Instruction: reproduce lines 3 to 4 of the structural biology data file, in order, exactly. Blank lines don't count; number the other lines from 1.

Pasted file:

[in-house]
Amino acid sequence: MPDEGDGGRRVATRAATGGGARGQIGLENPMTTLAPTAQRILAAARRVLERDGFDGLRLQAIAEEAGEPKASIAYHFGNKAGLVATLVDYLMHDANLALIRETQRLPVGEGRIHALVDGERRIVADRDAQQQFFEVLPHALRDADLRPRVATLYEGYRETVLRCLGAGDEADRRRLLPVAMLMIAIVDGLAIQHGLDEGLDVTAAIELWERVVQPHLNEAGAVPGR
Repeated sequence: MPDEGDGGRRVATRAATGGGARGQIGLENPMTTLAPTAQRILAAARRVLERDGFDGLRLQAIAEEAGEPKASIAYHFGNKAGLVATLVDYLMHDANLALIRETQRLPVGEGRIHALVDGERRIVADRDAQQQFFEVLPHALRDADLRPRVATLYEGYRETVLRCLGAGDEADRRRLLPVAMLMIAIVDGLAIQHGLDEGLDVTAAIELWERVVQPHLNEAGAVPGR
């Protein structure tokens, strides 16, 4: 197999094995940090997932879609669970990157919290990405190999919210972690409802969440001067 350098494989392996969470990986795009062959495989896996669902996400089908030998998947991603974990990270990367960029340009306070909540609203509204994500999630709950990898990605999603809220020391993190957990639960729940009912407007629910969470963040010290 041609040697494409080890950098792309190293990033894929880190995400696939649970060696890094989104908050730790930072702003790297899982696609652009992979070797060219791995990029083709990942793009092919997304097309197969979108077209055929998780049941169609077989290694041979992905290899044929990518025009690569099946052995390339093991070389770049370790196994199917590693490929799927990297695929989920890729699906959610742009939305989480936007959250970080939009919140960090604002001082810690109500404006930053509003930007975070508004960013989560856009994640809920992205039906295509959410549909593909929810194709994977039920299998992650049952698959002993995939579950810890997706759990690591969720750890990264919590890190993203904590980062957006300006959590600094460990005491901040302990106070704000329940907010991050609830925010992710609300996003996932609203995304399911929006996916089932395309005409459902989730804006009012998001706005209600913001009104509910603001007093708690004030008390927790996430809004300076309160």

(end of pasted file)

Repeated sequence: MPDEGDGGRRVATRAATGGGARGQIGLENPMTTLAPTAQRILAAARRVLERDGFDGLRLQAIAEEAGEPKASIAYHFGNKAGLVATLVDYLMHDANLALIRETQRLPVGEGRIHALVDGERRIVADRDAQQQFFEVLPHALRDADLRPRVATLYEGYRETVLRCLGAGDEADRRRLLPVAMLMIAIVDGLAIQHGLDEGLDVTAAIELWERVVQPHLNEAGAVPGR
């Protein structure tokens, strides 16, 4: 197999094995940090997932879609669970990157919290990405190999919210972690409802969440001067 350098494989392996969470990986795009062959495989896996669902996400089908030998998947991603974990990270990367960029340009306070909540609203509204994500999630709950990898990605999603809220020391993190957990639960729940009912407007629910969470963040010290 041609040697494409080890950098792309190293990033894929880190995400696939649970060696890094989104908050730790930072702003790297899982696609652009992979070797060219791995990029083709990942793009092919997304097309197969979108077209055929998780049941169609077989290694041979992905290899044929990518025009690569099946052995390339093991070389770049370790196994199917590693490929799927990297695929989920890729699906959610742009939305989480936007959250970080939009919140960090604002001082810690109500404006930053509003930007975070508004960013989560856009994640809920992205039906295509959410549909593909929810194709994977039920299998992650049952698959002993995939579950810890997706759990690591969720750890990264919590890190993203904590980062957006300006959590600094460990005491901040302990106070704000329940907010991050609830925010992710609300996003996932609203995304399911929006996916089932395309005409459902989730804006009012998001706005209600913001009104509910603001007093708690004030008390927790996430809004300076309160």